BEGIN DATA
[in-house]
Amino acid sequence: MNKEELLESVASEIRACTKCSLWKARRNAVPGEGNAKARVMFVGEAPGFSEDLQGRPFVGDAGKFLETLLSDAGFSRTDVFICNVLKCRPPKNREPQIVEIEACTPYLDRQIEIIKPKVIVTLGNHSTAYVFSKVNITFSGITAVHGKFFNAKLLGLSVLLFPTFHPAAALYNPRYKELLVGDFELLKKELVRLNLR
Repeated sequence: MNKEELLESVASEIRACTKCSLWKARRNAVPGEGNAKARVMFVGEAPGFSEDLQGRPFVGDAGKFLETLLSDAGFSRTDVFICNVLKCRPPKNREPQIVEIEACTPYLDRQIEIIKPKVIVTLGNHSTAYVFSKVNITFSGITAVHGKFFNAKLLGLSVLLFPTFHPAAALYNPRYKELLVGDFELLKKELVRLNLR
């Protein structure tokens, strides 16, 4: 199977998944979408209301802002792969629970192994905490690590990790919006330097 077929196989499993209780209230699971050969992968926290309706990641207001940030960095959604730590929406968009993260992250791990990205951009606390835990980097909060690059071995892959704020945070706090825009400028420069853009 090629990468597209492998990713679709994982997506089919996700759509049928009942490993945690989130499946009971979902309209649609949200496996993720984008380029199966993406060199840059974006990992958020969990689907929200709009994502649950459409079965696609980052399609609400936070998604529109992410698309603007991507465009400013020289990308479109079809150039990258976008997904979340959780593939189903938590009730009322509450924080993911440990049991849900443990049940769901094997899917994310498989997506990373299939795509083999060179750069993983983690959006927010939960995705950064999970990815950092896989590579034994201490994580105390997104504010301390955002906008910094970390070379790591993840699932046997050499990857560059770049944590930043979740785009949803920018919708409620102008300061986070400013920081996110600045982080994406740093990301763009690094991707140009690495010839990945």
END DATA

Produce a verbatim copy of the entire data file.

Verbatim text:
[in-house]
Amino acid sequence: MNKEELLESVASEIRACTKCSLWKARRNAVPGEGNAKARVMFVGEAPGFSEDLQGRPFVGDAGKFLETLLSDAGFSRTDVFICNVLKCRPPKNREPQIVEIEACTPYLDRQIEIIKPKVIVTLGNHSTAYVFSKVNITFSGITAVHGKFFNAKLLGLSVLLFPTFHPAAALYNPRYKELLVGDFELLKKELVRLNLR
Repeated sequence: MNKEELLESVASEIRACTKCSLWKARRNAVPGEGNAKARVMFVGEAPGFSEDLQGRPFVGDAGKFLETLLSDAGFSRTDVFICNVLKCRPPKNREPQIVEIEACTPYLDRQIEIIKPKVIVTLGNHSTAYVFSKVNITFSGITAVHGKFFNAKLLGLSVLLFPTFHPAAALYNPRYKELLVGDFELLKKELVRLNLR
């Protein structure tokens, strides 16, 4: 199977998944979408209301802002792969629970192994905490690590990790919006330097 077929196989499993209780209230699971050969992968926290309706990641207001940030960095959604730590929406968009993260992250791990990205951009606390835990980097909060690059071995892959704020945070706090825009400028420069853009 090629990468597209492998990713679709994982997506089919996700759509049928009942490993945690989130499946009971979902309209649609949200496996993720984008380029199966993406060199840059974006990992958020969990689907929200709009994502649950459409079965696609980052399609609400936070998604529109992410698309603007991507465009400013020289990308479109079809150039990258976008997904979340959780593939189903938590009730009322509450924080993911440990049991849900443990049940769901094997899917994310498989997506990373299939795509083999060179750069993983983690959006927010939960995705950064999970990815950092896989590579034994201490994580105390997104504010301390955002906008910094970390070379790591993840699932046997050499990857560059770049944590930043979740785009949803920018919708409620102008300061986070400013920081996110600045982080994406740093990301763009690094991707140009690495010839990945």